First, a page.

Unless you spend some of your coins to buy a save point at the end of each level.
At the end of each level, a buxom hell beauty offers you her wares. You can purchase up to five things with coins you collect from defeated enemies.
- Health: Your health stays the same, but you can replenish it at the end of each level.
- Magic: You can store up to three magic charges and can purchase a single charge at the end of each level. Others are found while playing.
- Scroll: Scrolls are a mandatory item to collect if you want to truly beat the game. After the ten main levels, your scrolls unlock to the actual final boss.
- Continue: Each level lets you purchase one continue and only one continue.
- Save point: Saves your game at that point, allowing you to jump back into the action without replaying the earlier levels.
Lacking in Weapon Upgrades and Choices
For everything that went into creating the environment and the sprites, I have to admit the game is sorely lacking when it comes to weapons and upgrades. In short, there don’t seem to be any. You have a weapon and a magical power, but these are not upgradeable or interchangeable.
As I was playing as one of the nastiest demons ever to wander the halls of hell, I would have expected a slightly better array of weapons. You have a sort of bubble gun and a magical power that showers the screen with blue balls, and that is it.
I wanted to see something more imaginative, especially for the ‘specials’ or magic moves. There could have been any number of weapon upgrades and special tricks that the king of demons pulls out of his hat, but no.
This does make the game a little repetitive, as there was no real sense of whether I should collect a certain weapon or not. All you had to do is hold down Y and move around.
You can also use A to change the direction two of your three guns fire in, so you can shoot behind you also. This is very handy in later levels. It would also be nice if the game told you this. There isn’t really any need for a tutorial, but a hint on the screen would have been nice. I happened to find it while looking through the game settings on the main menu.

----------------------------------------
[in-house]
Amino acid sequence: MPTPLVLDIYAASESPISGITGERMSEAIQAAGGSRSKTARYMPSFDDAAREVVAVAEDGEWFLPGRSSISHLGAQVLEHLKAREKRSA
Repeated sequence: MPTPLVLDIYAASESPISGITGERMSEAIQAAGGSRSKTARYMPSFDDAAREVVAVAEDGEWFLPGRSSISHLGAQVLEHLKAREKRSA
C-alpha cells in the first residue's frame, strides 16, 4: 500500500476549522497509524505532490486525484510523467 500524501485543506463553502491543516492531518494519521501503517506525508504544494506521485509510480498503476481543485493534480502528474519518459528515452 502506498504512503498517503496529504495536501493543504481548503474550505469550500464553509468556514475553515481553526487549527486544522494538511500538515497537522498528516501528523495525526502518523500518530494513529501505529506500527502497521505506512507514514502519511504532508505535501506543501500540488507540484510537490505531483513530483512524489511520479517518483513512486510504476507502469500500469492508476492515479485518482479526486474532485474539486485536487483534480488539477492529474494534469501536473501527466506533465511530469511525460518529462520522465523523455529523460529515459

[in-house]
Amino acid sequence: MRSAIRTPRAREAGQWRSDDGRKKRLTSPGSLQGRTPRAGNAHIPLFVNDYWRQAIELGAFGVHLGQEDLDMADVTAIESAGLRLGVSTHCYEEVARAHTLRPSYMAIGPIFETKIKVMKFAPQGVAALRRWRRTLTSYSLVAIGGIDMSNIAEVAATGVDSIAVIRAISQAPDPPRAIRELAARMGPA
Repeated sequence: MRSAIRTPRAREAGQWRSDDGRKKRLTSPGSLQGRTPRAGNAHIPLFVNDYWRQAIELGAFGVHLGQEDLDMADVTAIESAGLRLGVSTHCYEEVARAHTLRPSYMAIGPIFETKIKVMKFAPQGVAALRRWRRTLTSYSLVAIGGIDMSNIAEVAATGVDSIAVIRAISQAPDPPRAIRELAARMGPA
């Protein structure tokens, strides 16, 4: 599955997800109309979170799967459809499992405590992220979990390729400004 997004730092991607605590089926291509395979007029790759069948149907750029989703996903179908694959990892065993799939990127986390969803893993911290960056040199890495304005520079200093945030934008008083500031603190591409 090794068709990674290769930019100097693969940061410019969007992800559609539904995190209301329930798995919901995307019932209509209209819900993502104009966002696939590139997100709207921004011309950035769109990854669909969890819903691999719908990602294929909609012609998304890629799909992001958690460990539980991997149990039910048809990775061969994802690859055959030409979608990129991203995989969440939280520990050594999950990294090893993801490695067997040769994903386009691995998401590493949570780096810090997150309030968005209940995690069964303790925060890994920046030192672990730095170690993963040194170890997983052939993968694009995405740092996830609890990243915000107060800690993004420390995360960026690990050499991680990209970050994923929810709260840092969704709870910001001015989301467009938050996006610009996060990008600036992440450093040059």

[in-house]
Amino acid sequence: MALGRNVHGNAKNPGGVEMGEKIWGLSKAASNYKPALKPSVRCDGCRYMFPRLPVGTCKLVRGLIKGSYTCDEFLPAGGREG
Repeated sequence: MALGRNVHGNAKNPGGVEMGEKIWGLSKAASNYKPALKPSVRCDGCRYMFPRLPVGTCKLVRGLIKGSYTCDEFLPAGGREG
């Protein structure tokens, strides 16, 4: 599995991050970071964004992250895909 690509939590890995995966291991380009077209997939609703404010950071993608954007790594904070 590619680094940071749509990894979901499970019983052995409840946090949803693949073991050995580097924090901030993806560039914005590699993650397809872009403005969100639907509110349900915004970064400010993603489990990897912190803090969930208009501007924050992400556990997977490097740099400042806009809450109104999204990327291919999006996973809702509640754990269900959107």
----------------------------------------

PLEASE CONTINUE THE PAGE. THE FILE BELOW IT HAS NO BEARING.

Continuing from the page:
A Hellacious Soundtrack
I loved the soundtrack to Hell Pages. Metal is exactly what you need as your ride the banging guitar riffs through the hellish world. Every level and screen has its own tune. Even better is that the game offers you access to the soundtrack outside of the game too. I am not normally one to be overly attentive to music in games, but Hell Pages, each song was a great choice, and the different tunes fit each level.
Final Thoughts on Hell Pages
Ultimately, Hell Pages is a fun game, but it’s not one you will be coming back to time and time again. SHMUPs are a genre that is booming right now, especially on the Switch. I’ve not played enough to say where Hell Pages would stand, but it would certainly be a fun title to have in a physical collection – not that it’s available.
If the game offered more in the way of weapons or maybe a couple of playable characters with different weapons and magic powers, there would be a little more longevity. Still, for the price, it is a great way to spend a lazy afternoon.
Rapid Reviews Rating
2.5 out of 5
You can buy your copy of Hell Pages from the Nintendo eShop today.
You can find and read our reviews on OpenCritic.